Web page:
JEU DU VÉLODROME
Boyaux Pouchois/Union Vélocipédique de France, France, 1920s
Here a promotional Jeu du Vélodrome offered by "Boyaux Pouchois". It is printed on a single sheet of paper measuring 26 x 21.5 cms and is a simple dice game representing a track competition for three riders. The game is played with two dice and a race is run over three laps. The players play two races, and a third one in case of a tie. I assume that only two riders take part in the third race.
On two corners of the board you can read "courses organisées sous le règlement de l'Union Vélocipédique Française". According to the French wikipedia, the U.V.F. was the precursor of the French Cycling Federation, was founded in 1881, and lasted until 1940.
"Boyaux Pouchois" made bicycle tyres under their own name and as "Laroche-Pouchois". I admit my research has not been exhaustive, but my guess is that the second name was added later. This (and the iconography, of course) is all I have to date this game from the 1920s (if not earlier).
The lap is supposed to be 250 meters long. Each field, thus, represents 10 meters.
A puncture (falling on field 13) by any rider in one of the first two laps causes the race to be declared a false start, and must be run again. Nothing is said in the rules of a possible puncture in the last lap. On the other hand, skids (field 17) cause the rider to lose one turn and falls (field 33) cause the rider to retire regardless of the lap.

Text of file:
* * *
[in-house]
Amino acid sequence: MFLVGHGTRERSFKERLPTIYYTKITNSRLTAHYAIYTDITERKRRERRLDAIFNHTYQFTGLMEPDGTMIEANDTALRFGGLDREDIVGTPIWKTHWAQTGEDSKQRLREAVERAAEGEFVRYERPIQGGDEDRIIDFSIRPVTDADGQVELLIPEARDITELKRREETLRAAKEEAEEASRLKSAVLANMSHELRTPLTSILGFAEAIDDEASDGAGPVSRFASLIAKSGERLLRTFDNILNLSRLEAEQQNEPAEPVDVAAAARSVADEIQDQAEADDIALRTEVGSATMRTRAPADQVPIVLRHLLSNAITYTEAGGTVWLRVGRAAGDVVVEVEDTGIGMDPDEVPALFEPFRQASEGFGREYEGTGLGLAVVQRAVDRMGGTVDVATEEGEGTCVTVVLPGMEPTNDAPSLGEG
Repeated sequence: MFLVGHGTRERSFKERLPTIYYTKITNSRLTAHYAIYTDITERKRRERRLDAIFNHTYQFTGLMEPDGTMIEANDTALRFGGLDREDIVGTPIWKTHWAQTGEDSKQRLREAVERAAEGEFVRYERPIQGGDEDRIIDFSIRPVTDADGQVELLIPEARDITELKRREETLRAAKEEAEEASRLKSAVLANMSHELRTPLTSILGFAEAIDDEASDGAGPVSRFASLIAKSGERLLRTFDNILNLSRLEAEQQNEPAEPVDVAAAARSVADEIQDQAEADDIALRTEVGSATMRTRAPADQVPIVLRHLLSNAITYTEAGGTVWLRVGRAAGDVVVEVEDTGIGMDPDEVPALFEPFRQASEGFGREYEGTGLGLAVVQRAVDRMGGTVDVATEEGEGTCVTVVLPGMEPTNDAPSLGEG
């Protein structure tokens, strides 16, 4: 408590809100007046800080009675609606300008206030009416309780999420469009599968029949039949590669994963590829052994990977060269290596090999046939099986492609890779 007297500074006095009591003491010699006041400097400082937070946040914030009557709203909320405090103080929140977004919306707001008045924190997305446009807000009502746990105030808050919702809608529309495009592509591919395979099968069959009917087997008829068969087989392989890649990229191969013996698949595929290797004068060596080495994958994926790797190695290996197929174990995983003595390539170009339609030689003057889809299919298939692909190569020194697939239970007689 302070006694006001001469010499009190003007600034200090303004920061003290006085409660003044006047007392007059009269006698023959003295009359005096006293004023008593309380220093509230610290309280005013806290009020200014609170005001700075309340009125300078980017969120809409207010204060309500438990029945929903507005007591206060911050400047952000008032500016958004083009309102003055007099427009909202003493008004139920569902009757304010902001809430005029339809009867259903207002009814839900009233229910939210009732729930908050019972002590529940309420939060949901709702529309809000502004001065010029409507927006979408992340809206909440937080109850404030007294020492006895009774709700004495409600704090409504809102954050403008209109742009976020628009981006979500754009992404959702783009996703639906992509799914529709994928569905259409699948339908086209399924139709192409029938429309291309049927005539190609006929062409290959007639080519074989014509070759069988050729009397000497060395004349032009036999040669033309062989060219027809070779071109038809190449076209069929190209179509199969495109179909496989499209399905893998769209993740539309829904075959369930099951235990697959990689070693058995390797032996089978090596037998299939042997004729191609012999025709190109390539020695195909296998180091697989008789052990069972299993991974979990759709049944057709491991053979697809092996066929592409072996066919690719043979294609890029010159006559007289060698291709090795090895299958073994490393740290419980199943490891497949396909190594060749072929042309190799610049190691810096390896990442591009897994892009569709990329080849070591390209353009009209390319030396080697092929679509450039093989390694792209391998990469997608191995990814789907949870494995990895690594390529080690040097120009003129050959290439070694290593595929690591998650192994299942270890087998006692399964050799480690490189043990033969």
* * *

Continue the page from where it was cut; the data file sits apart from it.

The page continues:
Rule (D) is not so usual. A rider that reaches by an exact throw another rider placed on a neighbouring lane is penalised by 10 squares. This is unusual because lane 2 is worse than the others since it has two neighbouring lanes. The rules say that lanes a drawn by lots.
The last two rules are supposed to add some tactical component to the game.
Rule (E) however just adds to the luck factor in the game: each rider has the right to double his dice throw once in the race, and only in the last lap. There is not much one can do about it except to hope for a lucky high throw.
Rule (F) does offer a tactical decision, though a quite simple one. During the third lap, the race leader may change lane and try to block another rider's lane. This rider will lose 20 meters (two dice pips) on each turn until he reaches or overtakes the rider ahead.
Of course this rule seems to be in contradiction with rule (D) but it is up to you to interpret if a that reaches another in his own lane can occupy this same square without being penalised.
These riders look quite old. Maybe the 1920s is a conservative estimation after all and this game is older.
I haven't found anything on the printer either. Needless to say, any piece of information about this game will be warmly welcome.
UPDATE 2021: There are other versions of this game, sponsored by different brands, as you can see in the picture below (found on the internet)